An investment from the Sir Jules Thorn Charitable Trust will support a state-of-the-art building, opening in 2027
On Tuesday, Moorfields Eye Hospital announced the Sir Jules Thorn Charitable Trust has awarded a £5 million donation to University College London in support of Oriel, a centre for accelerating ocular research. Oriel is a joint initiative between Moorfields Eye Hospital, Moorfields Eye Charity and the UCL Institute of Ophthalmology. The ambitious project received final approval from the NHS in late 2022. Moorfields Eye Charity released a digitally-rendered image of the cutting-edge campus, expected to open in 2027.
According to a news release, the new Oriel facility1 will be located in Camden, in part of London’s ‘Knowledge Quarter.’ The region is home to tech giants like Google, cultural institutions including the British Museum and several scientific and research organsations. As part of the new Oriel campus, the gift from the Sir Jules Thorn Charitable Trust will fund imaging and virtual assessment technologies for its clinical trial facilities.
In addition, the location and facilities will provide access to patients with a diversity of ocular conditions, and open doors for collaboration between clinicians, researchers and educators. Moorfields Eye Charity and UCL will continue to raise funds in support of Oriel ahead of the projected campus completion.
Robert Dufton, chief executive at Moorfields Eye Charity, said the gift amount will help Oriel bring new treatments to the people who need them.1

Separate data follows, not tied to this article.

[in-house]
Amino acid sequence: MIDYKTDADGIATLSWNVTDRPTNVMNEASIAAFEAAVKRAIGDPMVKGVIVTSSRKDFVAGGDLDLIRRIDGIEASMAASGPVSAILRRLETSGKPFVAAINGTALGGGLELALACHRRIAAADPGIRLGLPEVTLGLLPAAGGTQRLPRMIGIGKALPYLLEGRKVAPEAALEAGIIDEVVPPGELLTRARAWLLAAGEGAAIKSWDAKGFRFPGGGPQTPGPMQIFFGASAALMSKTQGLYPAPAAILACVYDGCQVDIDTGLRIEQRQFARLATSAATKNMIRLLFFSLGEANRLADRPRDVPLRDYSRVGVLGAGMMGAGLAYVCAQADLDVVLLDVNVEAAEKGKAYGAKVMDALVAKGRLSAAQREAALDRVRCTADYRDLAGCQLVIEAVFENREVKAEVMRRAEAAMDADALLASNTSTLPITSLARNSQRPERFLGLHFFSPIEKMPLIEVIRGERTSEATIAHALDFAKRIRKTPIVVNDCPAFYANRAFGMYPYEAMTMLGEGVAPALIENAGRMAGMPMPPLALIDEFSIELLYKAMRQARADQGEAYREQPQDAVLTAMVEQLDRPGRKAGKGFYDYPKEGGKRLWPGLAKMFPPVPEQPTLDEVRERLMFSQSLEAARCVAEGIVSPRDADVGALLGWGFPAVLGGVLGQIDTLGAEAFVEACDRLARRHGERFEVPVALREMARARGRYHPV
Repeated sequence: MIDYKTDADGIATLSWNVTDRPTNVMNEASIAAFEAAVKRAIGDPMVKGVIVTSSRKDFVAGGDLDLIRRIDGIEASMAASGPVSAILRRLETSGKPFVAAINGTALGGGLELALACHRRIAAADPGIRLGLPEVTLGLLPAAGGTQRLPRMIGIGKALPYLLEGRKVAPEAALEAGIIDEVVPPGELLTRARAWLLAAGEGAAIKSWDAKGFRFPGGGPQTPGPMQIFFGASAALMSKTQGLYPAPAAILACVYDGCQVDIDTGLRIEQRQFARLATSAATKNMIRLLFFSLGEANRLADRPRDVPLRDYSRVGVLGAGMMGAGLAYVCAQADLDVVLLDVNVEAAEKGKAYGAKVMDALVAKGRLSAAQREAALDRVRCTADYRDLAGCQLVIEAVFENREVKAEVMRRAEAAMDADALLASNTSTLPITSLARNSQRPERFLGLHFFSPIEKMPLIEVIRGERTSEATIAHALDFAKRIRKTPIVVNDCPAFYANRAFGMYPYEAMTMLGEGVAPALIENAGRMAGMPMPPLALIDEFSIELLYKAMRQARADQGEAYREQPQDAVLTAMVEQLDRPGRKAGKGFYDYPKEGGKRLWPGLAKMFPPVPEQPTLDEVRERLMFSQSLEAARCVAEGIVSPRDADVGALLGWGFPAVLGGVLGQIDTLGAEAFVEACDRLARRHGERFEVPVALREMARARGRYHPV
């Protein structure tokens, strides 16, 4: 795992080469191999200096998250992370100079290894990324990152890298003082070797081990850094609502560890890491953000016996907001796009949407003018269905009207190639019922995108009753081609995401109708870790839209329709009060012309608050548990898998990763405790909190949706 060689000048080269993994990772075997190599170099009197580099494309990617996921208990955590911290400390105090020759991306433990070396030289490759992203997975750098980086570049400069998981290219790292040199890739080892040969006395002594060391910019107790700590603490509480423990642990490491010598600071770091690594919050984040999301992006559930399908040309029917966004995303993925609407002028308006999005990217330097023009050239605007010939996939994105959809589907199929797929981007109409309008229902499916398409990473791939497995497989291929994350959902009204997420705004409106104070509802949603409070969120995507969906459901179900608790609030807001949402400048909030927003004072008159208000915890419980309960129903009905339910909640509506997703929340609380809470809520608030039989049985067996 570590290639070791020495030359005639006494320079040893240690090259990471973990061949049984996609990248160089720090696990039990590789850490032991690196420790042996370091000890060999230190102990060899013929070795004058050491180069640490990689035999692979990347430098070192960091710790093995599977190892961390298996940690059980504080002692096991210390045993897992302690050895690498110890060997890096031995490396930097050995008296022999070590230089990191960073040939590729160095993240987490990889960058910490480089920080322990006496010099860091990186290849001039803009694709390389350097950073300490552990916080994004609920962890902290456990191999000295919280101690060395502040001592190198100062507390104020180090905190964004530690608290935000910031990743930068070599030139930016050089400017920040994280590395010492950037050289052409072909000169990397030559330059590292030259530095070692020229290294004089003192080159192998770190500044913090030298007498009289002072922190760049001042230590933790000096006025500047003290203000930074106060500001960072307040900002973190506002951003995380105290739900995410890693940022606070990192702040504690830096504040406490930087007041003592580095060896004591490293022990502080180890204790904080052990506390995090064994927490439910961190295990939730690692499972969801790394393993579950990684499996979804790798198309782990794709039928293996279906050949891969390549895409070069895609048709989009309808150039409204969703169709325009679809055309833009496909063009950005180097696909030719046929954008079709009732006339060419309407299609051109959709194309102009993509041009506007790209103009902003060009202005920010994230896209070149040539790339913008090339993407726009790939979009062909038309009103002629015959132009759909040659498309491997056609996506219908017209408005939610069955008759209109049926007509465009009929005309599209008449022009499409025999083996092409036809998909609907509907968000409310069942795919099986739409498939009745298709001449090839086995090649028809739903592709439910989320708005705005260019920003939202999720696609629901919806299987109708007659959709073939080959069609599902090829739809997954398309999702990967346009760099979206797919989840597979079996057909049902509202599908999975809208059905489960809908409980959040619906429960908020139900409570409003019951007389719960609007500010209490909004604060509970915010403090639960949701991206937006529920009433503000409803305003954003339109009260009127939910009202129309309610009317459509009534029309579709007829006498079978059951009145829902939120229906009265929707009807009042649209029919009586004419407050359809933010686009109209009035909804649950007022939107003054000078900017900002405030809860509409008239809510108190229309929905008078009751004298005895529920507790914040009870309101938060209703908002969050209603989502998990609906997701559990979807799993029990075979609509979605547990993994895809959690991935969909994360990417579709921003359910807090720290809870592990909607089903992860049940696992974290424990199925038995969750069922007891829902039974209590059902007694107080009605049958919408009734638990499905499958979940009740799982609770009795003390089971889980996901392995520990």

“Thank you so much to the Sir Jules Thorn Charitable Trust for their generous gift to support research facilities in Oriel,” Dufton said in the press release. “This investment in research will be enhanced by Moorfields’ access to a very large patient population with eye conditions that range from the very rare to the common, and affecting people of all ages.”
“We hope that the new translational research facilities will contribute to scientific breakthroughs which will rapidly lead to faster diagnostics, and to new therapies for patients in the UK and across the world,” said Richard Benson, director of the Sir Jules Thorn Charitable Trust.
UCL President and Provost Dr Michael Spence added, “The use of advanced imaging, together with an unrivalled informatics platform to target specific clinical cohorts, will facilitate our execution of smaller, faster, more stratified clinical trials with higher chances of success.”